About Graduate Employability 2.0

Graduate Employability 2.0 seeks to foster a networked approach to graduate employability. The ‘2.0’ in the fellowship title signifies the central importance of social connections and relationships to all dimensions of life and work in the 21st century.

Why take a networked approach to graduate employability?
The ability to grow and strengthen professional connections, and then interact and work with them effectively and strategically has long been recognised as essential to lifelong employability. For instance, professional networks have a vital role to play in various aspects of career development, innovation and problem-solving processes, and socially-based learning (see Bridgstock, 2016). With the advent of digitally mediated communication and the widespread use of social media, network effects on employability are both intensified and amplified. Increasingly, universities are also seeking to build their own connectedness, and to enrich learning and teaching by collaborating and partnering with stakeholders from industry and community and their own alumni and students. In so doing, they strengthen their programs’ authenticity and relevance. They also can start to foster dynamic lifelong learning communities and networks, where the learning relationship can continue far beyond the conclusion of a degree program (see Bridgstock, 2017). [downloads category="fact-sheets" template="icon"]  
The connectedness learning model
The GE2.0 connectednesss learning model is the theoretical framework that has been developed for the fellowship. The culmination of more than 70 interviews with university representatives, industry / community representatives and graduates, it summarises the • individual capabilities • pedagogic approaches • enabling strategies that support students, teachers, programs and educational institutions to cultivate and promote a networked approach to lifelong graduate employability.
The connectedness learning toolkit
The toolkit for educators is designed to help enhance the connectedness of students, teachers, programs, organisational areas, and the wider university. It includes: - a reflection on practice tool to help educators characterise their current practice and identify key areas for action; - an action-planning tool to help strategise next steps; - in-depth descriptions and resources for each model element, including the progression of capability learning through a course sequence (foundational – intermediate – capstone), and - case studies of connected graduates, industry and educational practice The toolkit can be used by teachers, program and initiative co-ordinators, and area / institutional leaders. The toolkit can be used by teachers, program and initiative co-ordinators, and area / institutional leaders.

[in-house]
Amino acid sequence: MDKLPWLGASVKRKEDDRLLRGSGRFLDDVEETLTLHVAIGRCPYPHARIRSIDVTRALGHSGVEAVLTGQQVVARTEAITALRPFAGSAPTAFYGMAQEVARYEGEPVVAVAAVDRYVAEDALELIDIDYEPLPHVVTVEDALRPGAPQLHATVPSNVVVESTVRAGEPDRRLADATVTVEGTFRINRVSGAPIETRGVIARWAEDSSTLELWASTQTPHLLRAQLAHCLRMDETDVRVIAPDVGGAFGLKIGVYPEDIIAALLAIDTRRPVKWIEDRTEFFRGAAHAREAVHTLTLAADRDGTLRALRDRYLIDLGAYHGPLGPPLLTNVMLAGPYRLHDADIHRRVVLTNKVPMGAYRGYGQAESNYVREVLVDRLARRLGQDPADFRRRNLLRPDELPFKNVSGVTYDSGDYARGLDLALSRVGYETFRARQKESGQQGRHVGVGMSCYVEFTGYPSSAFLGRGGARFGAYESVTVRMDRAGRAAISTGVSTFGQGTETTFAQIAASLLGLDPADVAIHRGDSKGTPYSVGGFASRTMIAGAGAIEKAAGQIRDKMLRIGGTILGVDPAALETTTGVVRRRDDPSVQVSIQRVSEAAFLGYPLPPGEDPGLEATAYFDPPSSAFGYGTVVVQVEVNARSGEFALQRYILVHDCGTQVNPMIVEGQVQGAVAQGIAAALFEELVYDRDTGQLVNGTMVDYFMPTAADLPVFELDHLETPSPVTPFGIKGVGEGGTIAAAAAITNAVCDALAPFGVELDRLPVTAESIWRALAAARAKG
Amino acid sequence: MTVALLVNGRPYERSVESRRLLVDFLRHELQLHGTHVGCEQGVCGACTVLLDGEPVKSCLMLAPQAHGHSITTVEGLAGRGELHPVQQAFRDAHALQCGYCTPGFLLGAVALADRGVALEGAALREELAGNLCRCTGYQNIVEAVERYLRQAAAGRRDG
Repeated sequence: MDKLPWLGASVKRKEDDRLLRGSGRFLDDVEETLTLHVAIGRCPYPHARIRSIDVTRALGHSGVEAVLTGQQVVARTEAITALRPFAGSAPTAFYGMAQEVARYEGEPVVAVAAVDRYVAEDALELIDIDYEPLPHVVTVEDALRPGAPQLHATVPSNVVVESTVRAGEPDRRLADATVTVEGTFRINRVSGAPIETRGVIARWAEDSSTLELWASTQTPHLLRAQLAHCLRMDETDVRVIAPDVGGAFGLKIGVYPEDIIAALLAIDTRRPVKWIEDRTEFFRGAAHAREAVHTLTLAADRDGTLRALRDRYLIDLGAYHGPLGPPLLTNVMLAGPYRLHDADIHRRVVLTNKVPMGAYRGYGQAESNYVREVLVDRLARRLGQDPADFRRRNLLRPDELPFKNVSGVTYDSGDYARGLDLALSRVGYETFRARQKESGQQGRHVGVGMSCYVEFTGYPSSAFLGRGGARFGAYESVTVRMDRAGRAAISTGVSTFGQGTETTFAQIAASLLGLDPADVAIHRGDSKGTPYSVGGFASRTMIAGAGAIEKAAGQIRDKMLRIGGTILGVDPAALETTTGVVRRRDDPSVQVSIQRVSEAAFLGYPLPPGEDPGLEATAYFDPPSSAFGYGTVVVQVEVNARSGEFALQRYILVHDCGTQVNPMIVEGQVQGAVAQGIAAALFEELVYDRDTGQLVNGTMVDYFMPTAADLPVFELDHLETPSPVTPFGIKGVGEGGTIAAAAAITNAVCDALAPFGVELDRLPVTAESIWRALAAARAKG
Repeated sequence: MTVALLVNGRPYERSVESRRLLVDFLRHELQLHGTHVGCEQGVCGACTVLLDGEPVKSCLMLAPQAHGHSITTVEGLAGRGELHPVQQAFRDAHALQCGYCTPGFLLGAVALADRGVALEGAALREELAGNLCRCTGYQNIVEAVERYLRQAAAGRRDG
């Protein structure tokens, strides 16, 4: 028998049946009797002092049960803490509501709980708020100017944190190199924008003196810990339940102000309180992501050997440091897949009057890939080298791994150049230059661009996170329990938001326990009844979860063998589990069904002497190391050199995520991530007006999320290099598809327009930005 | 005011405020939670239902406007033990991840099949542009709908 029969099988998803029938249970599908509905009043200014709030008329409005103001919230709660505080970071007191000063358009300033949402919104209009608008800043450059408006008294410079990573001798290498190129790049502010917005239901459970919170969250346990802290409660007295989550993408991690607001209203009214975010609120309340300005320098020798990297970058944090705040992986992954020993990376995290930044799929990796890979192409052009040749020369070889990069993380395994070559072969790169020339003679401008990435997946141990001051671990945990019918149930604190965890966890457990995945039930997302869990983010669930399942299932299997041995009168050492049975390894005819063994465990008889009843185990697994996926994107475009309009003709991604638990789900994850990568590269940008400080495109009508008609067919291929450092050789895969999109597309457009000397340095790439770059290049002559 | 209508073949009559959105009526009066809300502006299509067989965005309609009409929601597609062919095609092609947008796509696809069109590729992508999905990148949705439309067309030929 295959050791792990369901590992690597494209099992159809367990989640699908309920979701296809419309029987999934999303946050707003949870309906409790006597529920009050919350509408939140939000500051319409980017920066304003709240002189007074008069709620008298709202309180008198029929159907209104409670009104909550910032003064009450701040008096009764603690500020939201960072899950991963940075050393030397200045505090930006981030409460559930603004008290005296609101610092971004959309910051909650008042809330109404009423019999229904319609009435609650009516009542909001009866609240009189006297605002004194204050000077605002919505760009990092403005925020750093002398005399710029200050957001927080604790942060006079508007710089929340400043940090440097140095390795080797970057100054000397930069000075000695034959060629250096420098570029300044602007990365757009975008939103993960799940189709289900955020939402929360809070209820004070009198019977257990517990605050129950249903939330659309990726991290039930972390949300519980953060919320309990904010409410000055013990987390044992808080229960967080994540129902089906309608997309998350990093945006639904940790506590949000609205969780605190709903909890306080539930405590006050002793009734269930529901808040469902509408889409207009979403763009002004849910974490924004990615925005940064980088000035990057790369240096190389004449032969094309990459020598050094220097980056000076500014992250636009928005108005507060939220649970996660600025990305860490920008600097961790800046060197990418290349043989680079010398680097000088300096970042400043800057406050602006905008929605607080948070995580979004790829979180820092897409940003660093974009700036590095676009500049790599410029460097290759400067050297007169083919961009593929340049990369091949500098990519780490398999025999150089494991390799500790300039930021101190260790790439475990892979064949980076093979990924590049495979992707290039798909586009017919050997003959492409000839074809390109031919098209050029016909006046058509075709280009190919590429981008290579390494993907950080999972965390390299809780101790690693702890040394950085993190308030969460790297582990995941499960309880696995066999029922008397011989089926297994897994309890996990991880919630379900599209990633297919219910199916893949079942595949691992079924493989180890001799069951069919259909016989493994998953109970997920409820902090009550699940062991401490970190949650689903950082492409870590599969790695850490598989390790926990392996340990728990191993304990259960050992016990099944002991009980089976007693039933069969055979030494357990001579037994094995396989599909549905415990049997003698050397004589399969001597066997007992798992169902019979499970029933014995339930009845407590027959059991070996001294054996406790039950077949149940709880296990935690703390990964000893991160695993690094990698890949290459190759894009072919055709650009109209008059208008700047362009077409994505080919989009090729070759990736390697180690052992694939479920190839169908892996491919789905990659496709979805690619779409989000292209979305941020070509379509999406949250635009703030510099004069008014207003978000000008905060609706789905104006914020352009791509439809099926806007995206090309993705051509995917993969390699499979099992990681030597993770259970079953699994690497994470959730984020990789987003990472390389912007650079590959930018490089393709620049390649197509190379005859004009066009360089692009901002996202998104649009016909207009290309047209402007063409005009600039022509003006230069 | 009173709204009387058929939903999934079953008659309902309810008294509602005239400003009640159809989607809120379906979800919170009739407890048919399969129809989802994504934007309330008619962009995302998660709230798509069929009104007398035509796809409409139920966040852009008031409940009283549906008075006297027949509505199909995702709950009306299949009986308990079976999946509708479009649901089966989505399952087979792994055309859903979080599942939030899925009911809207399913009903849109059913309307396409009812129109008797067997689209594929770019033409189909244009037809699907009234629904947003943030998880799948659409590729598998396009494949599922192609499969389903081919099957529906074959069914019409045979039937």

About the fellowship
The GE2.0 fellowship is a program of activities designed to foster a networked approach to graduate employability across the Australian higher education sector. The fellowship comprises three phases: Phase 1 comprises: - more than 60 interviews with higher education teachers, program and initiative co-ordinators, and institutional leaders across the country about current engagement with connectedness learning - case studies of innovative and exemplary practice in connectedness learning and teaching - case studies of graduates and industry representatives for whom taking a networked approach has been important Phase 2 comprises: - development and initial testing of the connectedness learning model and the toolkit for educators via a national forum and online community of practice Phase 3 comprises: - embedding the networked approach through seminars, workshops and curriculum development initiatives that apply the model and toolkit across Australian higher education.
About Ruth Bridgstock
Associate Professor Ruth Bridgstock is Australian Office of Learning & Teaching National Senior Teaching Fellow for Graduate Employability 2.0. She is passionate about building ‘future capable’ learners, teachers, and educational institutions. Her activities are all centered on the question of how universities can foster capabilities for productive participation in the 21st century knowledge economy and society, including how to foster dynamic lifelong learning communities and networks. Based in the Creative Industries Faculty at Queensland University of Technology, Ruth engages in research and scholarship into the changing world of work, capability needs, and approaches to learning in the digital age. She designs, develops and evaluates innovative curricula and teaching approaches for the development of these capabilities, and is also engaged in teacher capacity building and university transformation projects. She is co-author of Creative Work Beyond the Creative Industries: Innovation, Employment and Education (Edward Elgar, 2014), and Creative Graduate Pathways within and Beyond the Creative Industries (Routledge, 2016).
Graduate Employability 2.0 is the title of Ruth Bridgstock's Australian Office of Learning and Teaching National Senior Teaching Fellowship